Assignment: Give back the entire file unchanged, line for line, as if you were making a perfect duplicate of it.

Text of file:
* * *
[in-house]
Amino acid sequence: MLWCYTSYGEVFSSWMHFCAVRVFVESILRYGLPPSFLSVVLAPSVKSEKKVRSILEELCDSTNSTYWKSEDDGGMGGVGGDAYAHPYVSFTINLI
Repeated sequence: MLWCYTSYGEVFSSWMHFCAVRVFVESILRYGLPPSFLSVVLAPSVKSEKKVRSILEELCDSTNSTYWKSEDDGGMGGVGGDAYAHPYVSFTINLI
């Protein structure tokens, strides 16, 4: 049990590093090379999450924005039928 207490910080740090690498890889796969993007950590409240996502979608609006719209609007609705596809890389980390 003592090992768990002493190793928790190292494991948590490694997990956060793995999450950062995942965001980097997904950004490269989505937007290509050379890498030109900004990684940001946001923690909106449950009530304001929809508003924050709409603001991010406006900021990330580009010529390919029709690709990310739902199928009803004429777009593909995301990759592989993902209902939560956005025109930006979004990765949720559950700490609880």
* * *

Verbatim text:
[in-house]
Amino acid sequence: MLWCYTSYGEVFSSWMHFCAVRVFVESILRYGLPPSFLSVVLAPSVKSEKKVRSILEELCDSTNSTYWKSEDDGGMGGVGGDAYAHPYVSFTINLI
Repeated sequence: MLWCYTSYGEVFSSWMHFCAVRVFVESILRYGLPPSFLSVVLAPSVKSEKKVRSILEELCDSTNSTYWKSEDDGGMGGVGGDAYAHPYVSFTINLI
């Protein structure tokens, strides 16, 4: 049990590093090379999450924005039928 207490910080740090690498890889796969993007950590409240996502979608609006719209609007609705596809890389980390 003592090992768990002493190793928790190292494991948590490694997990956060793995999450950062995942965001980097997904950004490269989505937007290509050379890498030109900004990684940001946001923690909106449950009530304001929809508003924050709409603001991010406006900021990330580009010529390919029709690709990310739902199928009803004429777009593909995301990759592989993902209902939560956005025109930006979004990765949720559950700490609880």